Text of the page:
As is known, there exist 8 labyrinths with 3 double-barriers, 4 arms and 5 circuits (see: related posts 1, below). In fig. 1, I show the patterns and labyrinths again and give them subsequent names from „A“ to „H“.

The most important restriction when deriving these labyrinths was, that the double-barrier must look the same as in Gossembrot’s labyrinth. Erwin has commented and wants also to include courses of the pathway, in which the path may change from the outermost to the innermost circuit or vice versa. I don’t consider these as double-barriers. Furthermore, this principle for the design has already occurred in earlier historical labyrinths. I will now refer to the new double-barrier, consistently used by Gossembrot as „real double-barrier“ and term the older course of the pathway „pseudo double-barrier“. Undoubtedly, the pseudo double-barrier is also an interesting element for the design. In it’s pure form it has been realized in the labyrinth type Avenches. Similarly, the real double-barrier in it’s pure form occurs in the 8 labyrinths shown in fig. 1. It is also possible to mix both principles of design, as has been done by Erwin and Mark Wallinger (see related posts 2).

Here I am interested in the question, how many labyrinths there are if real and / or pseudo double-barriers are used. The most important fundamental concepts for this have been elaborated previously (see: related posts 1). However, what changes is, that now not only options a) or b), but also options c) or d) are allowed for the connection of the sectors (fig. 2).

The other constraints, however, remain still valid. Sector patterns no. 1 and no. 6 cannot be used at all. The four one-sided sector patterns no. 2, no. 4, no. 5, and no. 7, can still be placed only in quadrants I and IV. This, because we want to preserve both halves of a double-barrier in all side-arms even if the path changes the circuit when traversing a side-arm. Therefore again, also only patterns no. 3 and no. 8 can be placed in every quadrant.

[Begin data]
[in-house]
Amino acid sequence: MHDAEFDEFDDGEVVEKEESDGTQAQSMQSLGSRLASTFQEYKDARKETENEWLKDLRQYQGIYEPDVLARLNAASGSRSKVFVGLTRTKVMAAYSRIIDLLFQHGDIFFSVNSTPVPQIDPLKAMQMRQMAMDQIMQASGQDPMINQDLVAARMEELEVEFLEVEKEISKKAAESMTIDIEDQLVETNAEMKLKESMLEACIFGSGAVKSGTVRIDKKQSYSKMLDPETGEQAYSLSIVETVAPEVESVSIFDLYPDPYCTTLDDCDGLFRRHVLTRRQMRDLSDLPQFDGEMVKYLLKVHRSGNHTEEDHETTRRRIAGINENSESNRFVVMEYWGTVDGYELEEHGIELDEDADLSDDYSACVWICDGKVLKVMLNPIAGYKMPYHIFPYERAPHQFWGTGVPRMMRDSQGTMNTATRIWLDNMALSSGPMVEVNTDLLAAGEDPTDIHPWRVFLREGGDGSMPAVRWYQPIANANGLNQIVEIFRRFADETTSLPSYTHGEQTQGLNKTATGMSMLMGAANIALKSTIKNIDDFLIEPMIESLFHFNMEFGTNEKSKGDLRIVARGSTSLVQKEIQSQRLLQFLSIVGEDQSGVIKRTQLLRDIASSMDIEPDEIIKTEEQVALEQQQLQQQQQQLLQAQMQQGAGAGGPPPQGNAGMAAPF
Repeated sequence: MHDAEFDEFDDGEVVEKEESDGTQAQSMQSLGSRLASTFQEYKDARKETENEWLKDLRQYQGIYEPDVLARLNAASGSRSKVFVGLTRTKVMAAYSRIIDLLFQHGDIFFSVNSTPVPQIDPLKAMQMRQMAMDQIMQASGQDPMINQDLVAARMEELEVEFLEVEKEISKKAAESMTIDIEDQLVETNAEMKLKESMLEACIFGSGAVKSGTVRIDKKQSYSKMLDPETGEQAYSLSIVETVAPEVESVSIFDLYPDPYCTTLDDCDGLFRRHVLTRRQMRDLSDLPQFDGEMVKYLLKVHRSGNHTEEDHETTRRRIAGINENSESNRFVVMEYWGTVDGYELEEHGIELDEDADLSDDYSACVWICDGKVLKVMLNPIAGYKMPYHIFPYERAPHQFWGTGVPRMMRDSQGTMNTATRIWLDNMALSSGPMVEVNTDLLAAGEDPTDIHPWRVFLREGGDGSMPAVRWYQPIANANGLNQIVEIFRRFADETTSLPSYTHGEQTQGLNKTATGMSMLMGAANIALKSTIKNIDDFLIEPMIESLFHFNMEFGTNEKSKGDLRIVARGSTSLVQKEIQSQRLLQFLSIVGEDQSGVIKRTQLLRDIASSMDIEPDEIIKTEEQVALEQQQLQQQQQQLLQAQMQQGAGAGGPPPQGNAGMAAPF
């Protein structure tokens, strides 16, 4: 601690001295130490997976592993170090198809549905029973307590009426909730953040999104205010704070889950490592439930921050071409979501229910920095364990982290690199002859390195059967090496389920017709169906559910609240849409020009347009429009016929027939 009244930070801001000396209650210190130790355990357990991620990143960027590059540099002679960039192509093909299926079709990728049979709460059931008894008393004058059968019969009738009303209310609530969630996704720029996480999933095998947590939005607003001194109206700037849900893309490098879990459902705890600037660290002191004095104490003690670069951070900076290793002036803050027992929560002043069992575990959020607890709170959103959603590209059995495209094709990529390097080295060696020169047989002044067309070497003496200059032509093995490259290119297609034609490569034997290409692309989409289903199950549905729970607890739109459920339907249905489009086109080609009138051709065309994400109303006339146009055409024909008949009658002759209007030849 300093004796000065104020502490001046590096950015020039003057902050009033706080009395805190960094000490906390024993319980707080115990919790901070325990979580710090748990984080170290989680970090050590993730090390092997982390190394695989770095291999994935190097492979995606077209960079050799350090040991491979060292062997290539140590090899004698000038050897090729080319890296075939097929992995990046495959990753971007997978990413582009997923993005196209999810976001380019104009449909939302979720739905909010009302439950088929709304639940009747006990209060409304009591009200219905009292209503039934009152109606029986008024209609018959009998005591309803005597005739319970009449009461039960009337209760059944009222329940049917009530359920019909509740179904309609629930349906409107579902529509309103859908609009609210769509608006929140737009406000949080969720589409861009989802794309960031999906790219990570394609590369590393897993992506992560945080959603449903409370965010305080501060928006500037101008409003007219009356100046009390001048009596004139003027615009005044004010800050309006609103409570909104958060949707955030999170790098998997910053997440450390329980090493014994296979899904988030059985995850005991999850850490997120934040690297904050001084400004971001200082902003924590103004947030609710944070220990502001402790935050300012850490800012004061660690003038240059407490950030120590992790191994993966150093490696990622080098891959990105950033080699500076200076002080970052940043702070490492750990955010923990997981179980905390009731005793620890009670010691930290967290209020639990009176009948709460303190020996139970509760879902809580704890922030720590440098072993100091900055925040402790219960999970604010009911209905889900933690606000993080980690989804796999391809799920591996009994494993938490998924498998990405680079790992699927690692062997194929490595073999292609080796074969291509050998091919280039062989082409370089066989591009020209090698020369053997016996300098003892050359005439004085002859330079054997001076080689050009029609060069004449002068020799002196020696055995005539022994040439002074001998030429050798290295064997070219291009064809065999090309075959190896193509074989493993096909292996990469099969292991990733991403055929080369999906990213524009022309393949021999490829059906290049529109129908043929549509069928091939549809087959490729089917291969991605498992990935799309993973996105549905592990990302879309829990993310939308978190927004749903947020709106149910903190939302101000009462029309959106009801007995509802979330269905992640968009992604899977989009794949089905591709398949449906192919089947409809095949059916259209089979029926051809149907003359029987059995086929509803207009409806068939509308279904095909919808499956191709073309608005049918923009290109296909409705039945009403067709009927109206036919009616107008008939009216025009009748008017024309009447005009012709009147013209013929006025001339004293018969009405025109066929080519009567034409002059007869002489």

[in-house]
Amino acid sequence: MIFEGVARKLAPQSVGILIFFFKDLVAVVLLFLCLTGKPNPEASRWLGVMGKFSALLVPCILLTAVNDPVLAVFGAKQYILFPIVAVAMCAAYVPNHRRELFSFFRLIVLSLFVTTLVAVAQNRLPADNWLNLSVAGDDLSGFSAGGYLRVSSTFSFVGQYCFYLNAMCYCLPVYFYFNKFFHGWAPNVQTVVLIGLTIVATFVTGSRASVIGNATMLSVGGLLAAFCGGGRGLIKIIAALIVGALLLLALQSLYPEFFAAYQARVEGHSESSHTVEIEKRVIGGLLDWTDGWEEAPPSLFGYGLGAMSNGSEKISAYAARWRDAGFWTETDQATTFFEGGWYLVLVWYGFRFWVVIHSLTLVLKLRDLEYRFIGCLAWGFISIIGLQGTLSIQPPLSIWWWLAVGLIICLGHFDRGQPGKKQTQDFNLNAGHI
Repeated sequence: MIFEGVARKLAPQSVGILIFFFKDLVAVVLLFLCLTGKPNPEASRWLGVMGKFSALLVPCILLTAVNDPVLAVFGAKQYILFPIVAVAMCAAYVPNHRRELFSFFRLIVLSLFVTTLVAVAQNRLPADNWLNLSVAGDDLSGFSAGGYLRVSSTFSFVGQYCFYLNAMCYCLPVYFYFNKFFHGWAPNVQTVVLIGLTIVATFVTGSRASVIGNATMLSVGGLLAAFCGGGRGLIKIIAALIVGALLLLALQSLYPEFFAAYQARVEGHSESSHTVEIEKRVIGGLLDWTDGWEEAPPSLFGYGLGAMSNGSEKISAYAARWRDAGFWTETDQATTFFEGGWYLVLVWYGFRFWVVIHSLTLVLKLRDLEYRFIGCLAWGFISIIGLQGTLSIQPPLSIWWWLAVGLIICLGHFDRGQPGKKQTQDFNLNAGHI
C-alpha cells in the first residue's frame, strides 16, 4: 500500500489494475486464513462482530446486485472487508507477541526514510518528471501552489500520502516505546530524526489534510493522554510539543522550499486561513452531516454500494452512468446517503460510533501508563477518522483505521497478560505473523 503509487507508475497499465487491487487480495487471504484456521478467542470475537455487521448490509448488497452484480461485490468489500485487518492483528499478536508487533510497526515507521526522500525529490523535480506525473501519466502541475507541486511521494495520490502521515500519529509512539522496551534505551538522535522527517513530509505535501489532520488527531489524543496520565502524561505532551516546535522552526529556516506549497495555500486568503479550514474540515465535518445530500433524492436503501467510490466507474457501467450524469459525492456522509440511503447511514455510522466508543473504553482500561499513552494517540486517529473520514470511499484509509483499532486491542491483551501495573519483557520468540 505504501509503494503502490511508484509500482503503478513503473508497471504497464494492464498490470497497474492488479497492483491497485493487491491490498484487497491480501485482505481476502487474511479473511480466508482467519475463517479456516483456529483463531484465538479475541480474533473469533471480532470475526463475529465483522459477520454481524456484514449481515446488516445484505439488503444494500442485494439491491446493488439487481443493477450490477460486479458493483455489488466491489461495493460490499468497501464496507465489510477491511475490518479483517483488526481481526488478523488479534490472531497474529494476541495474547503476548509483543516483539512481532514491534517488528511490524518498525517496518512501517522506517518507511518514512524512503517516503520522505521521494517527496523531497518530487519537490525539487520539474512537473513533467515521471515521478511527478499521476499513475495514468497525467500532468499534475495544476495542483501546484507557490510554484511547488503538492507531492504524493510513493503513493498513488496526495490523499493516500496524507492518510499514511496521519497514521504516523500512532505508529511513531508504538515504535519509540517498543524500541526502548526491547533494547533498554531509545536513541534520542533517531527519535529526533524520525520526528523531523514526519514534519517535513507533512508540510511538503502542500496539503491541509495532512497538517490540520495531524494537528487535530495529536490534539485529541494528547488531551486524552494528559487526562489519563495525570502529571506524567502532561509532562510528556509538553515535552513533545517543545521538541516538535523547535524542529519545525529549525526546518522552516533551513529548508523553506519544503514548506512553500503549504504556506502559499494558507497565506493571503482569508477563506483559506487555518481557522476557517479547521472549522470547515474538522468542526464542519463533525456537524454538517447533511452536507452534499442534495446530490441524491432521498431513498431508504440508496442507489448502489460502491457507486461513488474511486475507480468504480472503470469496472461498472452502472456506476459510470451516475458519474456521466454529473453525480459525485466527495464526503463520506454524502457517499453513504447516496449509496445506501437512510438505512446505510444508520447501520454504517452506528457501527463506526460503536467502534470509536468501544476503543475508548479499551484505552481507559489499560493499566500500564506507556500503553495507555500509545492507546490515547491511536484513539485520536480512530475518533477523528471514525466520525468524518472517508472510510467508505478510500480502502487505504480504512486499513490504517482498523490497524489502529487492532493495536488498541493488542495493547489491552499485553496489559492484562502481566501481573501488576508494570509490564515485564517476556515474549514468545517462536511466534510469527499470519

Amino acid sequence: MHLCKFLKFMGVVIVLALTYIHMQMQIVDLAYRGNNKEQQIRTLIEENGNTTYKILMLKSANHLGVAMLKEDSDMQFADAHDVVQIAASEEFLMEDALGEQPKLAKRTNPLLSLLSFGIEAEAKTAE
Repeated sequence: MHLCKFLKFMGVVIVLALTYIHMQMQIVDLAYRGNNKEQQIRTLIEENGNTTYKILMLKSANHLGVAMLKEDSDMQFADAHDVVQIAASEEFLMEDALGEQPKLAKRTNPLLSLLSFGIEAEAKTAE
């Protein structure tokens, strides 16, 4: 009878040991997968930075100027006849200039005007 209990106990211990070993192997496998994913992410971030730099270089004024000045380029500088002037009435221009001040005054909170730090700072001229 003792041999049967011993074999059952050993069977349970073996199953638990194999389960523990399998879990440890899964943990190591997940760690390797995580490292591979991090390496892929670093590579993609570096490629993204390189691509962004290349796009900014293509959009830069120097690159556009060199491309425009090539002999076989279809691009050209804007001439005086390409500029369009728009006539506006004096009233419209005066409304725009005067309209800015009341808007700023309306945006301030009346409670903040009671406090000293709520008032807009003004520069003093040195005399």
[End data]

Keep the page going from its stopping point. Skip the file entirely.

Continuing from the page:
From this it follows, that we can start with the eight already known labyrinths with real double-barriers. In order to illustrate the following considerations, I pick out the labyrinth D. This has the sequence of patterns 8 3 8 3.

If we now also allow for pseudo double-barriers, this results in not only one but two possibilities at each side arm for the connection of one sector with the next: one on the same circuit, that I will term „direct“ connection, and another one with a change from one extreme circuit to the other, that I will term „indirect“ connection. Since at each side-arm both options are at the disposal, this leads to a much greater number of possible combinations.

Figure 3 shows the possible combinations if we start with labyrinth D and allow also indirect connections. In the first quadrant stands pattern no. 8. At the first side-arm there are two possibilities for a connection between quadrant I and quadrant II. Pattern no. 8 from quadrant I can be directly connected with no. 3 or also indirectly connected with no. 8 in quadrant II. Pattern no. 8 is the complementary of no. 3. An indirect connection requires the pattern complementary to the one for a direct connection. This is a general rule. At the 2nd side-arm for each of the patterns from quadrant II, there are again two possibilities to connect them with quadrant III, and similarly, the same applies to the 3rd side-arm. Whereas previously there were only 1*1*1 = 1 combinations for a direct connection, there are now together 2*2*2 = 8 possible combinations for a direct and / or indirect connection of all quadrants.

Each combination results in a new 4-arm sector labyrinth. I will illustrate this in fig. 4 with the first combination. This results in the already known labyrinth D with exclusively real double-barriers and the sequence of patterns 8 3 8 3.

As a second example I show in fig. 5 a pattern that is formed by a combination of real and pseudo double-barriers. Namely, this has pseudo double-barriers with indirect connections at the first and third side-arms, whereas there is a real double-barrier with a direct connection at the second side-arm. This combination results in a sequence of patterns of 8 8 3 3.

Finally, fig. 6 presents all eight patterns that can be obtained starting with labyrinth D by combining real and pseudo double-barriers.

The same approach as for labyrinth D is also feasible for the seven other labyrinths, i.e. labyrinths A, B, C, E, F, G, and H. In sum, this then results in 8 * 8 = 64 different types of labyrinths with three real or pseudo double-barriers, four arms and five circuits.

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on March 8, 2020 at 12:03 am |The Labyrinths with 3 Pseudo Double-barriers, 4 Arms, and 5 Circuits | blogmymaze[…] The Labyrinths with Real or Pseudo Double-barriers, 4 Arms, and 5 Ciruits […]

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